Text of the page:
Active individuals used for respiration measurements were acclimated overnight with artificial seawater (35 g of Red Sea salt per litter of MilliQ ultrapure water, and referred to as ASW hereafter) at the temperature corresponding to the experimental condition (i.e. 6, 12, 18, 24, 30 and 36 °C). Three sets of five active individuals (with homogenised shell length ranging from 340 to 420 µm, Kruskal–Wallis test, p < 0.05) were transferred to a 1-mm wide and 1-cm high glass microtube containing ASW for each chosen temperature (6, 12, 18, 24, 30 and 36 °C, Supplementary Table S2). Measurements within the microtube were carried out in a temperature-controlled water bath (Huber CC-K12, Germany) to estimate oxygen fluxes at 6, 12, 18, 24 and 30 °C. To this end, a 50-µm Clark-type oxygen microelectrode (Unisense, Denmark) was 2-point calibrated64 using oxygen-saturated seawater (considering O2 saturation at 35 PSU and at the chosen temperatures) and an anoxic solution (20 g of sodium ascorbate per litter of 0.1 mol l−1 NaOH solution). The electrode was then placed in the measurement microtube about 300 µm above the 5 individuals. Oxygen profiles were realized with a 50-µm vertical resolution to determine the oxygen consumption gradient (dC/dz, in pmol cm−4) in the first millimetre above the foraminifera38,59.

Oxygen consumption gradients were first measured in the dark to estimate foraminiferal respiration and then oxygen production gradients were estimated under homogeneous light conditions to determine net photosynthesis (photosynthetically active radiation 170 µmol photon m−2 s−1; SA-190 quantum sensor, LI-COR, USA, provided by two arrays of LEDs (YN-160 III, Yongnuo, China). Given that previous studies show that ASW alone does not produce nor consume oxygen59,65,66, no further blank controls were performed for this experiment and the measured oxygen production of consumption was assumed to originate from the foraminifera themselves.

Respiration and photosynthesis calculations

Oxygen fluxes J (pmolO2 cm−1 s−1) were calculated using Fick’s first law of free diffusion, as follows:

$$J = D \times dC/dz,$$

where D is the free diffusion coefficient for oxygen in seawater at a given temperature49 and dC/dz the oxygen gradient 1 mm above the foraminifera in the microtube. Oxygen solubility and free diffusion coefficients (D) were selected from tables compiled by Ramsing and Gundersen67 (Unisense, Denmark). All respiration measurements were performed in the dark in a temperature-controlled water bath (Huber CC-K12, Germany).

Individual respiration rate R (pmolO2 indiv−1 h−1) and net photosynthesis rate NP (pmolO2 indiv−1 h−1) were subsequently calculated as:

$$R = J_{dark} \times S/n,$$
$$NP \, = \, J_{light} \times S/n,$$

where S is the microtube inner section (S = 7.9 × 10–3 cm2), n the number of individuals (i.e. n = 5) and J the fluxes estimated under dark and light conditions, respectively.

Gross photosynthesis (GP) was estimated from respiration (R) and net photosynthesis (NP) rates as follow:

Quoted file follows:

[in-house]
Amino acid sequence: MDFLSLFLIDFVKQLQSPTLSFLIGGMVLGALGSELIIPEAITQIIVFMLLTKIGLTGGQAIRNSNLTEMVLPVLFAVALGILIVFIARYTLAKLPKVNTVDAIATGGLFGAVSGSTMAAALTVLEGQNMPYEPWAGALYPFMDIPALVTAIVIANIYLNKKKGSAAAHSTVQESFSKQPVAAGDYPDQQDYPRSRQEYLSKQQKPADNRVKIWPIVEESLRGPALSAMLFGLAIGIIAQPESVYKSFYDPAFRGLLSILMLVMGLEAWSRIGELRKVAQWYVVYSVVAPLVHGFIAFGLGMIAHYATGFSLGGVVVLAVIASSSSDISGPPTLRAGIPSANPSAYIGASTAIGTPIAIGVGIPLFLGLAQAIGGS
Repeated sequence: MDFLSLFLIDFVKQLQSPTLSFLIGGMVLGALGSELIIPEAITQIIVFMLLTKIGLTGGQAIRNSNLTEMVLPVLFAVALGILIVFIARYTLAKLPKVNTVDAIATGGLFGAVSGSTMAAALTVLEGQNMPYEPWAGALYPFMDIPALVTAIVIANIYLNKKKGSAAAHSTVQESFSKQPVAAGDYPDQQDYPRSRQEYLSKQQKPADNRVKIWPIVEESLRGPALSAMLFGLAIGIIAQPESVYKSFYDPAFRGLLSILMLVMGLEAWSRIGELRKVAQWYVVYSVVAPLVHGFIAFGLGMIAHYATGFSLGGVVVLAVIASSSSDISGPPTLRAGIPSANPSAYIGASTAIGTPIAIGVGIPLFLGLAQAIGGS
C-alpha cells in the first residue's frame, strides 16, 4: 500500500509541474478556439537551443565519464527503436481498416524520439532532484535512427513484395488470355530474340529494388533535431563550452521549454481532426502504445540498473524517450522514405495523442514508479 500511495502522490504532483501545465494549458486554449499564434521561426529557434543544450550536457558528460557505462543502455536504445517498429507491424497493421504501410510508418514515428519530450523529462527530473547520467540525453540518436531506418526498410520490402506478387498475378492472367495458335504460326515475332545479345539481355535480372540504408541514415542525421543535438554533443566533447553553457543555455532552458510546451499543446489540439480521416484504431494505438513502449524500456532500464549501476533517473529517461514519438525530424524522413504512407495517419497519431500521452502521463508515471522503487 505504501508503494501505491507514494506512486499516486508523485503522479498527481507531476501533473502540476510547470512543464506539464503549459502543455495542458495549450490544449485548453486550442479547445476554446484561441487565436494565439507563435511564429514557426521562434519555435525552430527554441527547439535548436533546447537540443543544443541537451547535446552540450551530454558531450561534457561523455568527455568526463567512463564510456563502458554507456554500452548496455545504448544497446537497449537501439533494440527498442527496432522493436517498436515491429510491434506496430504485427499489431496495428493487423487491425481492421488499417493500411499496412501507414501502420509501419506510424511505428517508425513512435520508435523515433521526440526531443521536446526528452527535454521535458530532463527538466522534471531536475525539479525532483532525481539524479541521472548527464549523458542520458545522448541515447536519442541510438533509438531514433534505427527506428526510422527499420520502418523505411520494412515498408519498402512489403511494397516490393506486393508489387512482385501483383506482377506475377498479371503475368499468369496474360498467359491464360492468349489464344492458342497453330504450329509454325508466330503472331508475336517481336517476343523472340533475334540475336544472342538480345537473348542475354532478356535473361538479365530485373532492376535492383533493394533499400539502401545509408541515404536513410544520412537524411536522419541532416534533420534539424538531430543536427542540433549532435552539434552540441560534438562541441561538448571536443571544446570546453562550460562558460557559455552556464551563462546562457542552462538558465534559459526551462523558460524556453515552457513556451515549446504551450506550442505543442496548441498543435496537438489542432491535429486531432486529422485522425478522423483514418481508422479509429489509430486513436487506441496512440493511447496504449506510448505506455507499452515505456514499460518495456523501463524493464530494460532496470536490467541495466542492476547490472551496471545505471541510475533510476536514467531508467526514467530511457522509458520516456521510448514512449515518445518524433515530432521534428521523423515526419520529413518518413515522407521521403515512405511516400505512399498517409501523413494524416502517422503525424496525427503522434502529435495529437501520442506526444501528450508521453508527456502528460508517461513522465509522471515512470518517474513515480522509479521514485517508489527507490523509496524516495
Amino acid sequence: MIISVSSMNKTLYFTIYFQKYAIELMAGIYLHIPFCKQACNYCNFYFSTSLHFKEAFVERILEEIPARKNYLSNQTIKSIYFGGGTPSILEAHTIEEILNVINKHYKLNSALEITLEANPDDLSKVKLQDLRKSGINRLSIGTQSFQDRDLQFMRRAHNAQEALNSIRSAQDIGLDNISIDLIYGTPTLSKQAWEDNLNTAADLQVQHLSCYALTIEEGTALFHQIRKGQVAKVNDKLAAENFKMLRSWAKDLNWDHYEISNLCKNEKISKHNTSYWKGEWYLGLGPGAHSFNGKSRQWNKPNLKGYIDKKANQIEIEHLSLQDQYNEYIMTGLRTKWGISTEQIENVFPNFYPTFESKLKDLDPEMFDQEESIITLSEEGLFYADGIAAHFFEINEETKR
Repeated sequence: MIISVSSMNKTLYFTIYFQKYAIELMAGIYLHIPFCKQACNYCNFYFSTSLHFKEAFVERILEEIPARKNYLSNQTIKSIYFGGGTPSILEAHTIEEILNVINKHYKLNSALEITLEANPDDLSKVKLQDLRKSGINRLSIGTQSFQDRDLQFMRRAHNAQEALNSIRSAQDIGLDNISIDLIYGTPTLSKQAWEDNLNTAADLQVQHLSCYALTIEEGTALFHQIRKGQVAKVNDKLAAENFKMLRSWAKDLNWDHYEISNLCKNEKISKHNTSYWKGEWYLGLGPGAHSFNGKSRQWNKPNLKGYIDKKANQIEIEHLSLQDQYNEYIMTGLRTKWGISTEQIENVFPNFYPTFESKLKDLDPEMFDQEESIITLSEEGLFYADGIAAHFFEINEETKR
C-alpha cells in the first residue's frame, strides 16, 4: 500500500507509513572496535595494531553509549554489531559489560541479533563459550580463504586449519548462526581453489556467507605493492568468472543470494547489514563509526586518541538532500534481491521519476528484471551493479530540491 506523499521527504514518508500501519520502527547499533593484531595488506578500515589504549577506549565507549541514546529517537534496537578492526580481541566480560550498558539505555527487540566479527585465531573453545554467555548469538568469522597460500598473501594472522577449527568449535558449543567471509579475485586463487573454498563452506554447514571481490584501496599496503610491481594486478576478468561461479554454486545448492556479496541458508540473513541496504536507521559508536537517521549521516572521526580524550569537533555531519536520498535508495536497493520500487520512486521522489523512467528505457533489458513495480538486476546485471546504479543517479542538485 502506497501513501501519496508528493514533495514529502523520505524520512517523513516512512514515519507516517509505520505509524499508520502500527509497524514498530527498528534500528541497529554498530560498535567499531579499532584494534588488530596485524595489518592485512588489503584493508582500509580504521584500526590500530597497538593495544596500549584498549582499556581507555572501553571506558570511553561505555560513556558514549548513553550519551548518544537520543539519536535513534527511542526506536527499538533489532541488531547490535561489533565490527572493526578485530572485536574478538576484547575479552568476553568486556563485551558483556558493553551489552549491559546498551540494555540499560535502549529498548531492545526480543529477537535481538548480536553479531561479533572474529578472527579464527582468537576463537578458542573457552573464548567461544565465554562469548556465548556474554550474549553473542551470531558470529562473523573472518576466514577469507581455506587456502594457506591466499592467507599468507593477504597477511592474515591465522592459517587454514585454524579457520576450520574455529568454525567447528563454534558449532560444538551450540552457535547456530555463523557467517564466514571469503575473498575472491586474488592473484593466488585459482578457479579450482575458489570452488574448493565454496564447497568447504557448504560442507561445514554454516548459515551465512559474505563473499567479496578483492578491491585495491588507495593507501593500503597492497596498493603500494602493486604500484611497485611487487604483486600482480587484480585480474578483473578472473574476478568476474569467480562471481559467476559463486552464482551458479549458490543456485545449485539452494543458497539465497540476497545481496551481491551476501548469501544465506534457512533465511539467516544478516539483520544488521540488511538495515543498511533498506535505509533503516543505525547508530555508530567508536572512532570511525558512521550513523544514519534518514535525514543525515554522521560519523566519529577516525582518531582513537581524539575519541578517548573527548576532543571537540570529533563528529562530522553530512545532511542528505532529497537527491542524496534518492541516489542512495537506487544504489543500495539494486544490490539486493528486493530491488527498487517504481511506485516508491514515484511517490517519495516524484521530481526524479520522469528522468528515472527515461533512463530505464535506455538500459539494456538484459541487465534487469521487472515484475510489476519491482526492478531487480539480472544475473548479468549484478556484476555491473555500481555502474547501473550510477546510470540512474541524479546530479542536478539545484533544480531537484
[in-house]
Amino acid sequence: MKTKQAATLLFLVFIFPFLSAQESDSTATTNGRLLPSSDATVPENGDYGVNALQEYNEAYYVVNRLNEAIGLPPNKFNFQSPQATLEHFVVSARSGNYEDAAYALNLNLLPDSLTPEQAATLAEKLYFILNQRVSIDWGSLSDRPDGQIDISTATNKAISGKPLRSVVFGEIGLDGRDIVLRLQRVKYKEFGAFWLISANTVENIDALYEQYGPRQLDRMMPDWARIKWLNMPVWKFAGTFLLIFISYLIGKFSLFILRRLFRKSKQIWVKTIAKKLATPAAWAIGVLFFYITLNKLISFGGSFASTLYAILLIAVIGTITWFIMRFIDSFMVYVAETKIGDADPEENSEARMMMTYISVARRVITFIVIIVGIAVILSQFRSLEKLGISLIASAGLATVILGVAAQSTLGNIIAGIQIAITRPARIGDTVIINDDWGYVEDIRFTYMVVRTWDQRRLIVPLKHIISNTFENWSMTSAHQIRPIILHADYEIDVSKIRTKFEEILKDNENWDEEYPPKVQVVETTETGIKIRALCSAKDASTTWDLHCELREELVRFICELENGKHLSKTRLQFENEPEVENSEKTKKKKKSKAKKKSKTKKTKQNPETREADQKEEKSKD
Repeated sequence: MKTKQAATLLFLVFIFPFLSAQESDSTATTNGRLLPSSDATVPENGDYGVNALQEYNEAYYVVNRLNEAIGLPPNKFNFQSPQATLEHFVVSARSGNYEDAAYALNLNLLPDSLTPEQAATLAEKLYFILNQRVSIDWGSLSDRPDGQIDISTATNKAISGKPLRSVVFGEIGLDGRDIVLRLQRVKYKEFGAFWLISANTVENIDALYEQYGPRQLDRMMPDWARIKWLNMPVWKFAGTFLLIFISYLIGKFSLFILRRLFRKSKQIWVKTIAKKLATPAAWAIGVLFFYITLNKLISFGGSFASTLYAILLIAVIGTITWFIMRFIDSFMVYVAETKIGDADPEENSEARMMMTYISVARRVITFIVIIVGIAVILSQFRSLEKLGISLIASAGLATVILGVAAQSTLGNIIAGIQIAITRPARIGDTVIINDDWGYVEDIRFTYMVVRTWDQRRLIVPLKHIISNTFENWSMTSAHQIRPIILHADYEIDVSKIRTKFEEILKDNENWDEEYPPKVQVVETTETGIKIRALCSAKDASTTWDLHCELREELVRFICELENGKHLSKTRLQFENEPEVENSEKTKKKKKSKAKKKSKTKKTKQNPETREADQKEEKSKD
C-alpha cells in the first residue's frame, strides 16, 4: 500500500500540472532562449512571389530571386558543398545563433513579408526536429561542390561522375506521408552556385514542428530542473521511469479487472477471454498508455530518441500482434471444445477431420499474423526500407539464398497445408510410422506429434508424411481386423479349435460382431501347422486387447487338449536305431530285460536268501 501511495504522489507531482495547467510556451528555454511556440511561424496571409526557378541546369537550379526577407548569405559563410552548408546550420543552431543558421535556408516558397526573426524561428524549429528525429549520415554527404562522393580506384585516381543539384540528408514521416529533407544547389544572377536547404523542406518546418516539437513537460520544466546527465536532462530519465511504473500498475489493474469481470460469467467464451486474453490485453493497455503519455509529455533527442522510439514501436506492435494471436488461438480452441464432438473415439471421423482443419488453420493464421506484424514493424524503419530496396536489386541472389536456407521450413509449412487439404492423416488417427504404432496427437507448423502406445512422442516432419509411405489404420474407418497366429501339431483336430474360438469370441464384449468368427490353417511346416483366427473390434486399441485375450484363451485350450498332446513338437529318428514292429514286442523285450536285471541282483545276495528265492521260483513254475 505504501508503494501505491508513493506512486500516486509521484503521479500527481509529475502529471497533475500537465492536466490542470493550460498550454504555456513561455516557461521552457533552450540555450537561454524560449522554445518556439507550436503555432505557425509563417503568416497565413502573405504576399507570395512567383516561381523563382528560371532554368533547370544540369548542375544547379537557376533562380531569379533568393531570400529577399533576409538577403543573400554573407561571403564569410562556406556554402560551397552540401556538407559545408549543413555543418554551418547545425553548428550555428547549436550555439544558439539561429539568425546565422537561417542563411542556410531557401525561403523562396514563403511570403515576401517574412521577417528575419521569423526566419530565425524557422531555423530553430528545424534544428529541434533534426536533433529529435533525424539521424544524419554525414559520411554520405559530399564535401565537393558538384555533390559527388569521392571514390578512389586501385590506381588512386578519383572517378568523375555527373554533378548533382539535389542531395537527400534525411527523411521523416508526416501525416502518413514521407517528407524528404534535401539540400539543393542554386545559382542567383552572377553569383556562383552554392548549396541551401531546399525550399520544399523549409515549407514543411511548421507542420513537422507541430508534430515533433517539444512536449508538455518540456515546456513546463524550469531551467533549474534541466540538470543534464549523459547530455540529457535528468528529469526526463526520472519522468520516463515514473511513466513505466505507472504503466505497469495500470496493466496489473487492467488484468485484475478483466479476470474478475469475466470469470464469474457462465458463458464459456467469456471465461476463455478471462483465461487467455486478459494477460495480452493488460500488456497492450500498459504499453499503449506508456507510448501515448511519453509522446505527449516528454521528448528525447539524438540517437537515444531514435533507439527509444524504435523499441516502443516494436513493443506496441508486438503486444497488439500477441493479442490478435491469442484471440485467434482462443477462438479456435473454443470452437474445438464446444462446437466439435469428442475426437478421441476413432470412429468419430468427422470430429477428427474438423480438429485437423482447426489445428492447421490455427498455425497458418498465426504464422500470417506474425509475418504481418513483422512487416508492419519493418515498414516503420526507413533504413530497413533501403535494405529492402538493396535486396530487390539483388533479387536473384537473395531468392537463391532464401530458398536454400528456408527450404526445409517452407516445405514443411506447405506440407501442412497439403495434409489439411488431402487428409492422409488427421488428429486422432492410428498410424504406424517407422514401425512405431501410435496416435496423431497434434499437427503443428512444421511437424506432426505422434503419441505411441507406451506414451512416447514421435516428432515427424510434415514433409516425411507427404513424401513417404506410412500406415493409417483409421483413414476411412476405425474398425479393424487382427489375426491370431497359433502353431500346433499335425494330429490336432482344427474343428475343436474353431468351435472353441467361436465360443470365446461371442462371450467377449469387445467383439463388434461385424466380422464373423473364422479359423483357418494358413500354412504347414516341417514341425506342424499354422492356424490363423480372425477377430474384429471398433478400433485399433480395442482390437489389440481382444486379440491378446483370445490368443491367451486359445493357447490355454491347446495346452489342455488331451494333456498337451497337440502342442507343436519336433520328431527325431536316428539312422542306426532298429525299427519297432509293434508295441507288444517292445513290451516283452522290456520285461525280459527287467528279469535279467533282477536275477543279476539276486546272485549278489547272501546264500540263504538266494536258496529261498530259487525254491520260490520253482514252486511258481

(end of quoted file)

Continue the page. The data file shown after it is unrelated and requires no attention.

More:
$$GP \, = \, NP \, + \, R.$$

In addition, to estimate the influence of temperature on H. germanica physiological rate, Q10 was calculated within the ranges 6–24 °C and 24–36 °C. The Q10 values quantify changes in the metabolic rate for a 10 °C increase:

$${\text{Q}}_{{10}} = \left( {\frac{{R(T_{2} )}}{{R(T_{1} )}}} \right)^{{\frac{{10}}{{T_{2} - T_{1} }}}} .$$

where R(T1) and R(T2) (nmolO2 indiv−1 h−1) are the metabolic rate (i.e. respiration or gross photosynthesis) respectively measured at extreme tested temperatures (i.e. 6 and 36 °C) and 24 °C.

To estimate the daily oxygen budget, i.e. the balance between oxygen consumption (respiration) and production (photosynthesis) within a day, we calculated the amount of oxygen produced in a day for a 12-h light exposure duration (to account for diurnal cycles) and 6-h light exposure duration (to account for both diurnal and tidal cycles, assuming that coastal seawater turbidity is so high that no light is reaching the sediment during immersion). Such calculations were done by pondering net photosynthesis with respiration rates with a 0.5 and 0.75 ratio for 12-h and 6-h light exposure, respectively.

Data analysis

Because behavioural parameters were non-normally distributed (Shapiro–Wilk test, p < 0.05). Kruskal–Wallis tests were conducted for activity and surface sediment reworking rate in order to discriminate temperatures. In case of significant differences a Dunn post-hoc test was applied for two-sample comparisons68. In turn, metabolic parameters rate were normally distributed (Shapiro–Wilk test, p > 0.05) and an analysis of variance (ANOVA) was conducted on respiration rates and photosynthesis followed by a two-sample comparison (Tukey test) to identify distinct groups of measurement68. The presence of significant differences between fractal dimensions was assessed using an analysis of covariance. All statistical analyses were performed using R.3.5.2. software69.